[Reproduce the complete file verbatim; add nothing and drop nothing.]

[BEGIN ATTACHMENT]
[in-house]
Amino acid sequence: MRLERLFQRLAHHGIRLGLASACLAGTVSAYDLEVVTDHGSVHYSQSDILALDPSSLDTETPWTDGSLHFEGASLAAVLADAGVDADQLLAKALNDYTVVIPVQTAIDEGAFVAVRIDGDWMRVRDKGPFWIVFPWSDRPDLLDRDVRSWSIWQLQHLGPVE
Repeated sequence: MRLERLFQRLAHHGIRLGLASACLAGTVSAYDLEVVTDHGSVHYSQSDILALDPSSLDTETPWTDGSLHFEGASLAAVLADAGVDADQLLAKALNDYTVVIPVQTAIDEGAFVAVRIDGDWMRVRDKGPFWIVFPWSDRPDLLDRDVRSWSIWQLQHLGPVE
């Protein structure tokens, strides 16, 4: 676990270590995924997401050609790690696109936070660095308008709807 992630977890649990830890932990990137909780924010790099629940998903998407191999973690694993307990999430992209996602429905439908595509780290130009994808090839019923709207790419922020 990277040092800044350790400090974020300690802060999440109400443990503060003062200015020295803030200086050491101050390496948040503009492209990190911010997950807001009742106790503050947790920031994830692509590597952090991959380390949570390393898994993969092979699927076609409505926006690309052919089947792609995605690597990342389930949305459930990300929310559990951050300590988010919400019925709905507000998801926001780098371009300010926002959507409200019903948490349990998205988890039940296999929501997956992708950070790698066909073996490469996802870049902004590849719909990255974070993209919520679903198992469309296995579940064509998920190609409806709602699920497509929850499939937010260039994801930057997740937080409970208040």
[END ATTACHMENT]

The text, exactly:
[in-house]
Amino acid sequence: MRLERLFQRLAHHGIRLGLASACLAGTVSAYDLEVVTDHGSVHYSQSDILALDPSSLDTETPWTDGSLHFEGASLAAVLADAGVDADQLLAKALNDYTVVIPVQTAIDEGAFVAVRIDGDWMRVRDKGPFWIVFPWSDRPDLLDRDVRSWSIWQLQHLGPVE
Repeated sequence: MRLERLFQRLAHHGIRLGLASACLAGTVSAYDLEVVTDHGSVHYSQSDILALDPSSLDTETPWTDGSLHFEGASLAAVLADAGVDADQLLAKALNDYTVVIPVQTAIDEGAFVAVRIDGDWMRVRDKGPFWIVFPWSDRPDLLDRDVRSWSIWQLQHLGPVE
């Protein structure tokens, strides 16, 4: 676990270590995924997401050609790690696109936070660095308008709807 992630977890649990830890932990990137909780924010790099629940998903998407191999973690694993307990999430992209996602429905439908595509780290130009994808090839019923709207790419922020 990277040092800044350790400090974020300690802060999440109400443990503060003062200015020295803030200086050491101050390496948040503009492209990190911010997950807001009742106790503050947790920031994830692509590597952090991959380390949570390393898994993969092979699927076609409505926006690309052919089947792609995605690597990342389930949305459930990300929310559990951050300590988010919400019925709905507000998801926001780098371009300010926002959507409200019903948490349990998205988890039940296999929501997956992708950070790698066909073996490469996802870049902004590849719909990255974070993209919520679903198992469309296995579940064509998920190609409806709602699920497509929850499939937010260039994801930057997740937080409970208040």